It is well settled that where a statute requires an individual to have a valid license or certification or permit in order to practice his or her profession or duties, the loss, expiration, revocation or failure to obtain or maintain the required license or certification or permit in a timely fashion means that the individual is not authorized to perform the duties of the position as a matter of law.

For example, the courts have little difficulty in upholding the immediate suspension of a teacher without pay where the educator is unable to present a valid license or certification when asked to do so.

Although such a person may continue to be qualified to perform the duties of the position, he or she is typically barred from doing so unless and until a valid license or permit is obtained. In such situations the courts have upheld the employer summarily suspending the employee without pay as was the case in Meliti v Nyquist, 41 NY2d 183. The rationale in such cases: it is unlawful to continue a tenured but unlicensed teacher on the payroll as he or she is barred from performing his or her teaching duties and to retain such a person on the payroll as a teacher would constitute an unconstitutional gift of public monies.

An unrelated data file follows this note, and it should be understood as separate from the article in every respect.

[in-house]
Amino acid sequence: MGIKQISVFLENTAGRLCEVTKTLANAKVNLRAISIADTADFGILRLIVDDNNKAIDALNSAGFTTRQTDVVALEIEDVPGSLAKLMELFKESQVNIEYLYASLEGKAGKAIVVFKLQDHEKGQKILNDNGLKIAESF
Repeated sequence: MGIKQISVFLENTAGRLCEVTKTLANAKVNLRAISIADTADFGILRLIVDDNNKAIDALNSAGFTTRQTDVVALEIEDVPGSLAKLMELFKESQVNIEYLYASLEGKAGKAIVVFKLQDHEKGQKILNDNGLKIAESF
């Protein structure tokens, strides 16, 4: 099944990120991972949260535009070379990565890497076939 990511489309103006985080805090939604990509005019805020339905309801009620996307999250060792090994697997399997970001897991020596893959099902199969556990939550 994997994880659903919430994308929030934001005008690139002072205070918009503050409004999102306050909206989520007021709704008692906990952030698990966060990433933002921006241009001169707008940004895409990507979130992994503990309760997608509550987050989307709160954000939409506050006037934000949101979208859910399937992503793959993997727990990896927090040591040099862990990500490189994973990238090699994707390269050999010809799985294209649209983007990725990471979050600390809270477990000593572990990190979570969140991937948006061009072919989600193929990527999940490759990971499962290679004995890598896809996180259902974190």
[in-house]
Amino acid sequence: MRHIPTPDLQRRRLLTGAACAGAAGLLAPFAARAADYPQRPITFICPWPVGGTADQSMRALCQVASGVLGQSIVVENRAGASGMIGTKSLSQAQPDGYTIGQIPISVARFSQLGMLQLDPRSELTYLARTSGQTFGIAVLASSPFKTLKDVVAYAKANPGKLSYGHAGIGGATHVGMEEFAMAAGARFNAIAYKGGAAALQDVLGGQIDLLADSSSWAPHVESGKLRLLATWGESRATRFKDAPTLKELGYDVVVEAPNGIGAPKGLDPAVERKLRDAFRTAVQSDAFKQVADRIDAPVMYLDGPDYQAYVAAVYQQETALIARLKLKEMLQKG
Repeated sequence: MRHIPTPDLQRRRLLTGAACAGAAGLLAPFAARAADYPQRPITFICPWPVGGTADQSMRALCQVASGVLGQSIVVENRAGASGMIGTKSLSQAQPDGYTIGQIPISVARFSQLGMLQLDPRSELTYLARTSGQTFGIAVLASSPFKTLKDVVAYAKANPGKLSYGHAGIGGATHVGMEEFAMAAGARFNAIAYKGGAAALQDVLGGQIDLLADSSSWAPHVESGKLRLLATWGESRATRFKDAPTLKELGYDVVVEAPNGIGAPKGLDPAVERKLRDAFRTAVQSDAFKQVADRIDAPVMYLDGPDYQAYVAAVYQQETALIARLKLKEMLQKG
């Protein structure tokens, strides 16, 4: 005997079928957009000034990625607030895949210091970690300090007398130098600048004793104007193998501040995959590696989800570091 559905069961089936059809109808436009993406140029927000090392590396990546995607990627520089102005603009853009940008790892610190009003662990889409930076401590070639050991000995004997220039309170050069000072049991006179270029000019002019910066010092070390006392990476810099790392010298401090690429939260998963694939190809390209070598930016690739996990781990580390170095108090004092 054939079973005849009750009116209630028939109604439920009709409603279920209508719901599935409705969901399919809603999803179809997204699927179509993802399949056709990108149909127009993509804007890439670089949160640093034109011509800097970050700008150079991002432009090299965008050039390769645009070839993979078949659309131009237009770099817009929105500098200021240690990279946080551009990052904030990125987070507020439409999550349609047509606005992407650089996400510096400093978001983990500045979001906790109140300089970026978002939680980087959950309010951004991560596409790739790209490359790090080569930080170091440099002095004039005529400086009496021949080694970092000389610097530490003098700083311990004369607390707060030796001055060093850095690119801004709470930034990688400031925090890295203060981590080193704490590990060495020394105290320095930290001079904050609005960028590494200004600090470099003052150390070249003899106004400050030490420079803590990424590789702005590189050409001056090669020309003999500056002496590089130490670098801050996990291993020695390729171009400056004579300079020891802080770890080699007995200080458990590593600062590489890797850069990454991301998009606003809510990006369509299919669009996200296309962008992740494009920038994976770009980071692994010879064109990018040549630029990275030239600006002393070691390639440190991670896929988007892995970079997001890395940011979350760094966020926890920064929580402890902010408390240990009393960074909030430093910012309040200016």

There is nothing, however, that would prevent the appointing authority from placing such an individual in another position for which he or she is qualified and for which a license is not required as an alternative to dismissal or removal from the payroll.

Another common situations that result in a bar to continued employment in a position: the expiration, suspension or revocation of a driver’s license when the duties of the position require the incumbent of the position to drive a motor vehicle.


Subsequent court and administrative rulings, or changes to laws, rules and regulations may have modified or clarified or vacated or reversed the decisions summarized here. Accordingly, these summaries should be Shepardized® or otherwise checked to make certain that the most recent information is being considered by the reader.
New York Public Personnel Law Blog Editor Harvey Randall served as Principal Attorney, New York State Department of Civil Service; Director of Personnel, SUNY Central Administration; Director of Research, Governor’s Office of Employee Relations; and Staff Judge Advocate General, New York Guard. Consistent with the Declaration of Principles jointly adopted by a Committee of the American Bar Association and a Committee of Publishers and Associations, the material posted to this blog is presented with the understanding that neither the publisher nor members of the NYPPL staff are providing legal advice to the reader and in the event legal or other expert assistance is needed, the reader is urged to seek such advice from a knowledgeable professional.